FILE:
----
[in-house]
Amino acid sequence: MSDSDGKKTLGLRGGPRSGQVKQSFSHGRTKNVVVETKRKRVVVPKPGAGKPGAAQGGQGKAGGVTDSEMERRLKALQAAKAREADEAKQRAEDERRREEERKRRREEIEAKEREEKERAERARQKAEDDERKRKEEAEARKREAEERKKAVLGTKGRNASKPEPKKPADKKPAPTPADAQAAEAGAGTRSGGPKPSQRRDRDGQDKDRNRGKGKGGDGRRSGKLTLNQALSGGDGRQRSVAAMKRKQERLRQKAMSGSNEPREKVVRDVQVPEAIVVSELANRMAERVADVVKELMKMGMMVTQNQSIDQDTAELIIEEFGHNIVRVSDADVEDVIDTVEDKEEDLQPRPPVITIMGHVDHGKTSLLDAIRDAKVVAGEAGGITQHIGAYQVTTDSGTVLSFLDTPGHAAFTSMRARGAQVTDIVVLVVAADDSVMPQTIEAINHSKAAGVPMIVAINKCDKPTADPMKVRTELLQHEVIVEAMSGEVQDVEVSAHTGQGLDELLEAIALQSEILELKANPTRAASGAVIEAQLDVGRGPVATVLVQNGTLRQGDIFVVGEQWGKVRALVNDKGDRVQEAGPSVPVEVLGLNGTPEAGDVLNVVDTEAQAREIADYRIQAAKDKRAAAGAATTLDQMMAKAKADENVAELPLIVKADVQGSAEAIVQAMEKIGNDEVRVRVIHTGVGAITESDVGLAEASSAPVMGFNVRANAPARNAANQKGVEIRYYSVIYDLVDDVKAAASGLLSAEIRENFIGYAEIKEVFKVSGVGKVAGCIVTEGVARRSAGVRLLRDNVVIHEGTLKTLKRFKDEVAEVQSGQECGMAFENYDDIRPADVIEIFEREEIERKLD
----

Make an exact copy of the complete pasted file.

[in-house]
Amino acid sequence: MSDSDGKKTLGLRGGPRSGQVKQSFSHGRTKNVVVETKRKRVVVPKPGAGKPGAAQGGQGKAGGVTDSEMERRLKALQAAKAREADEAKQRAEDERRREEERKRRREEIEAKEREEKERAERARQKAEDDERKRKEEAEARKREAEERKKAVLGTKGRNASKPEPKKPADKKPAPTPADAQAAEAGAGTRSGGPKPSQRRDRDGQDKDRNRGKGKGGDGRRSGKLTLNQALSGGDGRQRSVAAMKRKQERLRQKAMSGSNEPREKVVRDVQVPEAIVVSELANRMAERVADVVKELMKMGMMVTQNQSIDQDTAELIIEEFGHNIVRVSDADVEDVIDTVEDKEEDLQPRPPVITIMGHVDHGKTSLLDAIRDAKVVAGEAGGITQHIGAYQVTTDSGTVLSFLDTPGHAAFTSMRARGAQVTDIVVLVVAADDSVMPQTIEAINHSKAAGVPMIVAINKCDKPTADPMKVRTELLQHEVIVEAMSGEVQDVEVSAHTGQGLDELLEAIALQSEILELKANPTRAASGAVIEAQLDVGRGPVATVLVQNGTLRQGDIFVVGEQWGKVRALVNDKGDRVQEAGPSVPVEVLGLNGTPEAGDVLNVVDTEAQAREIADYRIQAAKDKRAAAGAATTLDQMMAKAKADENVAELPLIVKADVQGSAEAIVQAMEKIGNDEVRVRVIHTGVGAITESDVGLAEASSAPVMGFNVRANAPARNAANQKGVEIRYYSVIYDLVDDVKAAASGLLSAEIRENFIGYAEIKEVFKVSGVGKVAGCIVTEGVARRSAGVRLLRDNVVIHEGTLKTLKRFKDEVAEVQSGQECGMAFENYDDIRPADVIEIFEREEIERKLD